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Fund-Raiser Accused of Violating Court Restrictions


GLENDALE — The head of a Glendale-based fund-raising group that was ordered to stop soliciting donations over the telephone last year has been taken to court again by state officials amid allegations of financial misconduct.

At a Los Angeles Superior Court hearing last Friday, state attorney general's officials alleged that fund-raiser Frank E. Burford improperly moved donations into his personal account and withdrew excessive expense money.

Judge Stephen O'Neil ordered Burford, who also runs a Glendale accounting business, to appear in court Feb. 28 to explain why he should not be held in contempt.

Burford was the administrator of American Veterans Committee, which employed telephone solicitors seeking donations for veterans, blind children and battered women.

Another Superior Court judge ordered the group to shut down operations in February, 1991, because it had engaged in illegal fund-raising tactics. Last year's preliminary injunction allowed the organization to pay $6,700 in outstanding debts but otherwise froze the group's accounts indefinitely.

Deputy Atty. Gen. William S. Abbey said a recent audit found that Burford had violated the restrictions imposed last year.

The group has spent $11,320 on outstanding debts, and Burford moved another undisclosed sum into his personal account, Abbey alleged. The state prosecutor also claimed that Burford improperly deposited into his personal account donations received after last year's court ruling.

"We find that they have not complied with the court's previous orders," Abbey said.

Burford is expected to respond to these allegations on Feb. 28. He and his attorney, Gerald McNally Jr., did not return calls from The Times.

If found in contempt, Burford could be fined up to $1,000 and ordered to serve up to five days in jail on each of four counts alleged by the state.

Abbey said he is also trying to determine whether American Veterans Committee, which recently changed its name to Southern California Assn. of Charities, has continued to seek donations, in violation of the court order.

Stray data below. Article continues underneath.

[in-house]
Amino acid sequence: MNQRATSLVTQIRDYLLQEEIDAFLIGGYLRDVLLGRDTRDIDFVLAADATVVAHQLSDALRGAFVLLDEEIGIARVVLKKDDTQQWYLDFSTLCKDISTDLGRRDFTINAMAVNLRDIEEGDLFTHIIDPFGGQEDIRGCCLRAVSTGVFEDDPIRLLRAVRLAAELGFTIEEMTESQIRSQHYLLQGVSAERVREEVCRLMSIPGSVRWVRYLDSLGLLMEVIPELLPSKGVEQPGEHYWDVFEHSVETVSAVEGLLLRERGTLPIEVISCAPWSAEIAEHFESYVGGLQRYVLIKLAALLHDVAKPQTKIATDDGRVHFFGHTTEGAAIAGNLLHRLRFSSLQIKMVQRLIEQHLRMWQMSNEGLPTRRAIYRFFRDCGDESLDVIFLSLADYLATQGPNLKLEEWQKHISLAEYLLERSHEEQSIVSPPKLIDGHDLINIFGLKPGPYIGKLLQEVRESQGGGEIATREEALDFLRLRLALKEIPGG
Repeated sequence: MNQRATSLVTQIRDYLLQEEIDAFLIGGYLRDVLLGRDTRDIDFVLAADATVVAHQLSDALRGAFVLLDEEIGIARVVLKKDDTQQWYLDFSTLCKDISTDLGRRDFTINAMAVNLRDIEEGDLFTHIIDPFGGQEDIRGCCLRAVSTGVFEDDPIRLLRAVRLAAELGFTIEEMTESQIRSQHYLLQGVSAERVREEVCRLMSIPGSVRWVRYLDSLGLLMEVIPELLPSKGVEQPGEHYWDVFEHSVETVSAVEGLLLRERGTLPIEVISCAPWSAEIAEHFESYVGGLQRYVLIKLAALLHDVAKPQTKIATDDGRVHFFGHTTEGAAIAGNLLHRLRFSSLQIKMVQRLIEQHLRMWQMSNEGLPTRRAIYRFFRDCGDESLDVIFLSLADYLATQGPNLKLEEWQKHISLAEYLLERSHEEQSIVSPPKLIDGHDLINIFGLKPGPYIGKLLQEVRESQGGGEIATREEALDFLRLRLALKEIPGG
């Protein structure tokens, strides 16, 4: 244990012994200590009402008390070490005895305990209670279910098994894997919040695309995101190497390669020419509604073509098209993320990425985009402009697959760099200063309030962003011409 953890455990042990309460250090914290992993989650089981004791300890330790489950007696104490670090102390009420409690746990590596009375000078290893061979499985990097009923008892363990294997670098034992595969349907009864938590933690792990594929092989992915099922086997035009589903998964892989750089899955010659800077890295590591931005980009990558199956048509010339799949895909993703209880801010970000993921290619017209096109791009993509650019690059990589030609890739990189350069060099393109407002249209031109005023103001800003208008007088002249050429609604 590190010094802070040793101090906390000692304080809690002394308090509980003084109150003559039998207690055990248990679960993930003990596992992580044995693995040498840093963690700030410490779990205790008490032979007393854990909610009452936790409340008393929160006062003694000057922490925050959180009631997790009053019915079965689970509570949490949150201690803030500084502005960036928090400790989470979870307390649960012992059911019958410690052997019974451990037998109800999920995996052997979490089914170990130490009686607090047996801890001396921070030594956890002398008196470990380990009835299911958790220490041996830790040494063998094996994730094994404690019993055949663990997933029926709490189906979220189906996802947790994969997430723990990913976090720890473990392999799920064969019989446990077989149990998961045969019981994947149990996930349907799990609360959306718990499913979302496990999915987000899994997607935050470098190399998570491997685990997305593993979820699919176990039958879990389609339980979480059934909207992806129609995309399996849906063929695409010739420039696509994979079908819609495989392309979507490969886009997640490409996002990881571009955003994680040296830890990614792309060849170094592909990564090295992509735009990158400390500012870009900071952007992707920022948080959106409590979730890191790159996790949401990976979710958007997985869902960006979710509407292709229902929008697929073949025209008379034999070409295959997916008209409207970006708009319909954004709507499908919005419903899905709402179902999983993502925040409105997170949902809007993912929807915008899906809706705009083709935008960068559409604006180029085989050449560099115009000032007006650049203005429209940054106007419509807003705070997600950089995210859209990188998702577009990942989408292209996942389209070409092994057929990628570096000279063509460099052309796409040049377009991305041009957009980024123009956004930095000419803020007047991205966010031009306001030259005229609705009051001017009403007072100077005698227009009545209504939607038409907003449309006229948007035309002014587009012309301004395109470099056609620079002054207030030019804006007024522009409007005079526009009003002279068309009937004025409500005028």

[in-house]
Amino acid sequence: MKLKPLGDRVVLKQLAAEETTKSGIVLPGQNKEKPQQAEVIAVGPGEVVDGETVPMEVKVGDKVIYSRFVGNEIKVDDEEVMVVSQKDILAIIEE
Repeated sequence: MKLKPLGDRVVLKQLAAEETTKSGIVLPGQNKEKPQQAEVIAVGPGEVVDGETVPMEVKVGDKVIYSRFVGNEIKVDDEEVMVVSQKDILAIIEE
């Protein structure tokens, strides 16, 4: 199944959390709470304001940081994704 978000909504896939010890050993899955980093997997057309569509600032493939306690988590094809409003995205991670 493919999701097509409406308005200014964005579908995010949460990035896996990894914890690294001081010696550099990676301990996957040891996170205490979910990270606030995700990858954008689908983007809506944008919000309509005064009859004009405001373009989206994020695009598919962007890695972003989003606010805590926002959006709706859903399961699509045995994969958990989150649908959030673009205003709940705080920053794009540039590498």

"We've had some evidence that solicitation is still going on," the prosecutor said. "It raises questions."

State investigators obtained the injunction last year after finding that the group had not filed annual financial reports with the state's Registry of Charitable Trusts, as required by law.

In addition, state officials said, the Glendale group told donors their gifts were tax-deductible, even though the organization was denied a federal tax exemption in 1989 and lost its state exemption in May, 1990.

According to state records, the group raised more than $400,000 during the fiscal year ending Aug. 31, 1989, but gave less than 5% of this to programs that serve veterans, battered women and others. The remainder was used to cover fund-raising costs, the organization reported.

The percentage given to service programs was far below the average among Los Angeles fund-raisers, but the U.S. Supreme Court has ruled that states and cities cannot mandate how much a fund-raiser must donate to a charity.

The Glendale organization is the target of a lawsuit filed by a national organization, also called American Veterans Committee, which was founded in 1943 and has headquarters in Washington, D.C.

That suit, filed in August, 1990, alleges that the Glendale group illegally used the national committee's name to raise funds.

Florice Hoffman, an attorney for the Washington-based American Veterans Committee, said she recently received a letter from the Glendale group, stating it had changed its name. But Hoffman said the lawsuit will not be dropped.

"We want an accounting, and we want the money that people thought they were giving to this American Veterans Committee to be turned over to (the national) organization," she said.

The next court hearing on the lawsuit is scheduled for Aug. 11, Hoffman said.

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